Today is the one-year anniversary of my bone marrow transplant. Many call the transplant day your new birthday and that’s what it feels like to me. One year ago I received new stem cells to replace my old diseased cells. It was a new lifeline and a new birth, and the day I turned into a boy. Well, my chromosomes anyway since I had a male donor, an anonymous 27-year old man who is my hero.
When I was diagnosed with leukemia in June 2012, my entire world was turned upside down. I was diagnosed with chronic myelogenous leukemia (CML), which had advanced to the worst stage called ‘blast crisis’ and was given only a 20% chance of survival. This was an unbelievable diagnosis for a healthy 31-year old who had recently completed the New York Marathon.
Throughout my transplant, I was hooked up to so many bags of toxic chemicals that they had to bring in a second infusion pump. When I got scared, my best friend Katie, who had been through multiple courses of chemotherapy during her 6-year fight against colon cancer, said to me, “Don’t think of them as toxins, think of them as soldiers fighting the cancer cells. You are a warrior princess and the chemo is your army.”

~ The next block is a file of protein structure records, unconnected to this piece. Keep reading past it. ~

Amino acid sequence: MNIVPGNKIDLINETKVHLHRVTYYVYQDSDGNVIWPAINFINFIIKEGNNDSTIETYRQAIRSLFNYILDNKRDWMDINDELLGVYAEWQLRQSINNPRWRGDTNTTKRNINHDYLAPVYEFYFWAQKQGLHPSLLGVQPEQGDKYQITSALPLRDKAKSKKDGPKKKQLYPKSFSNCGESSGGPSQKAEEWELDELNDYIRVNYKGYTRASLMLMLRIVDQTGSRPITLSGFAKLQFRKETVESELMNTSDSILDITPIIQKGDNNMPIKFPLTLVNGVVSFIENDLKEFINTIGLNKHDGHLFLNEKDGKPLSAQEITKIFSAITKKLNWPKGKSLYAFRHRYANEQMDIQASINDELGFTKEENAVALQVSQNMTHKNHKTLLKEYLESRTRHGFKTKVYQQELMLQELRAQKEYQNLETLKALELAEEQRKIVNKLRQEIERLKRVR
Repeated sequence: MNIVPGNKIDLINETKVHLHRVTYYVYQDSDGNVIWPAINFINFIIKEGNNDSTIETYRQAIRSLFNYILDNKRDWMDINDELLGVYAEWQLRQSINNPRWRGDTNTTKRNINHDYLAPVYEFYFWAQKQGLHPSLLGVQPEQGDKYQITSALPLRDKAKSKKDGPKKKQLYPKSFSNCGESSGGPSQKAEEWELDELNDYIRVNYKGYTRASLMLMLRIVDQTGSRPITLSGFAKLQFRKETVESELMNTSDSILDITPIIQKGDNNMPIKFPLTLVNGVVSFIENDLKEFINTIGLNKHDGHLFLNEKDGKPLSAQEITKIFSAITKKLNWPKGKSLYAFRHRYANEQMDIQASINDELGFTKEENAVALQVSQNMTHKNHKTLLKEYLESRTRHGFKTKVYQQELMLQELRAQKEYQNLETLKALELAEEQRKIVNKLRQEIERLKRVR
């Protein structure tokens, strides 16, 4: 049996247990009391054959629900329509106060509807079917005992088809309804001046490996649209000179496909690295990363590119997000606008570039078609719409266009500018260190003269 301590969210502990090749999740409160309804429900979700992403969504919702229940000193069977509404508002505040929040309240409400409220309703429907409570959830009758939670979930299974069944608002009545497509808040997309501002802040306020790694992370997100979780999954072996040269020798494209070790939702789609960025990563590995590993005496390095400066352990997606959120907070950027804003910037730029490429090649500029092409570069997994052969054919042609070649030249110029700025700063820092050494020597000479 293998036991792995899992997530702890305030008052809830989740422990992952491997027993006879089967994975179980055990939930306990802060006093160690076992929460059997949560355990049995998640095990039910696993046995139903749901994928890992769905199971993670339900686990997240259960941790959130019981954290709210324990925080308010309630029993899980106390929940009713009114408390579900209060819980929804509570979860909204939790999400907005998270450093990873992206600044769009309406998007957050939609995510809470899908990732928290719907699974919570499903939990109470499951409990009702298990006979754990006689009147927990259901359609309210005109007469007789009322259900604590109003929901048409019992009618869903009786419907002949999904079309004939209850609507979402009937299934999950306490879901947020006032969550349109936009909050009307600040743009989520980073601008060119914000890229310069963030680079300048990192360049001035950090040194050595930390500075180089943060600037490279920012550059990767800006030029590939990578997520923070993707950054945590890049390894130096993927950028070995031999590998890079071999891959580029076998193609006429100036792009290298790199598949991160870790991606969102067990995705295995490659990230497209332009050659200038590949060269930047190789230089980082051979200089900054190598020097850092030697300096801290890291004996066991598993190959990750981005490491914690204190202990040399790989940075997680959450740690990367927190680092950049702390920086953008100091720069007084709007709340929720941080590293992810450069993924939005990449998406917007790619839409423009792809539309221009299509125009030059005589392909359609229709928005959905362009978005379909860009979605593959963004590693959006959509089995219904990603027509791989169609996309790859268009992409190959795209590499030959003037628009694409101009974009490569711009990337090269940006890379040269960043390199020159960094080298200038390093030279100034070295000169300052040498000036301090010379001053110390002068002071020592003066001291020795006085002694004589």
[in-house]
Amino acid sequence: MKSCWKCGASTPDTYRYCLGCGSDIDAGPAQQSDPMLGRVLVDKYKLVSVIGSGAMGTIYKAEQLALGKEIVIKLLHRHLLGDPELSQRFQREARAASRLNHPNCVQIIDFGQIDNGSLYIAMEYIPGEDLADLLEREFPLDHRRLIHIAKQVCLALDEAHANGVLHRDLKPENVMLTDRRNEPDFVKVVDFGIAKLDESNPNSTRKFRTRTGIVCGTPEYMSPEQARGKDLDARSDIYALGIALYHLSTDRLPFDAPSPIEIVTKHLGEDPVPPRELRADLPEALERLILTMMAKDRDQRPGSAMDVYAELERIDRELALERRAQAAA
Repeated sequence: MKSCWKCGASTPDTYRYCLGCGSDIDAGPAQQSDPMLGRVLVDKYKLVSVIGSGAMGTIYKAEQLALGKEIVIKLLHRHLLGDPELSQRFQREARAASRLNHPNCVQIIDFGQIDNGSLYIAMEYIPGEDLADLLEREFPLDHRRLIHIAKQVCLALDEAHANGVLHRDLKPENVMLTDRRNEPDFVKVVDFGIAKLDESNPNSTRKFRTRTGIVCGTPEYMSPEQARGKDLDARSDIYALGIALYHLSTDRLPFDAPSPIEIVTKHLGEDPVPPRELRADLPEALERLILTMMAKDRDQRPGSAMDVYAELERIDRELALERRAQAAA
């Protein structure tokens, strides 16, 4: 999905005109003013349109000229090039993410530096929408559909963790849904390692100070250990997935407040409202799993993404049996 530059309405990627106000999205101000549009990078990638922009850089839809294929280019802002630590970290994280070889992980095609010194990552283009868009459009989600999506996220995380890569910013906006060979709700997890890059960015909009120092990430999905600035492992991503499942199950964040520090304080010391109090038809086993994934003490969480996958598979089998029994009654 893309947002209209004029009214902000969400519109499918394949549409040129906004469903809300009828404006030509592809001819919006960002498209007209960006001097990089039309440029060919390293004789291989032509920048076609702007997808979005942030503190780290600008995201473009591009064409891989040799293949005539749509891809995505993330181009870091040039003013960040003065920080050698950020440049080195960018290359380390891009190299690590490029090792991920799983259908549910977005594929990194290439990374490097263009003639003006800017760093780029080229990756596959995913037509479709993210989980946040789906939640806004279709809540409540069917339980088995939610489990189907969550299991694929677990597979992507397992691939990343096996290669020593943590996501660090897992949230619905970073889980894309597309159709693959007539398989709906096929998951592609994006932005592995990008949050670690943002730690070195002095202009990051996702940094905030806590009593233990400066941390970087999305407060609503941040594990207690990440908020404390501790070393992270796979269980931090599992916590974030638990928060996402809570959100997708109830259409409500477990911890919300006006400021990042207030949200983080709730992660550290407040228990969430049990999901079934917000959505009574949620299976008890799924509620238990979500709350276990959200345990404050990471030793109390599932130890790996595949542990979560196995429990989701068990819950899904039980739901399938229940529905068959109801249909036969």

Last year on this day, The Leukemia & Lymphoma Society (LLS) Team In Training (TNT) team in Santa Barbara celebrated my ‘zero’ birthday with a party and cake and sent me this video, which I watched from my hospital bed. This year, I celebrate my first birthday with my new friends from TNT and Team Stephanie in San Francisco. TNT has become my family, my support, the place I feel most comfortable as I try to adjust to ‘normal’ life again.
Team Stephanie is a group of friends and family who have joined together to run the Nike Women’s Marathon on October 20th and raise funds for LLS to support research to help find a cure for blood cancer. As of today, we’ve raised over $189,000 and we’re not stopping! Please visit the Team Stephanie webpage to learn more and make a donation.
I’m always aware and so grateful that since my diagnosis, LLS has been by my side in many ways. Most importantly, LLS funded the research that developed the chemotherapy drug that kept me alive while waiting for my transplant, which I still take every day to keep my leukemia from coming back. I know that soon LLS will find a cure. We are so close, someday is TODAY!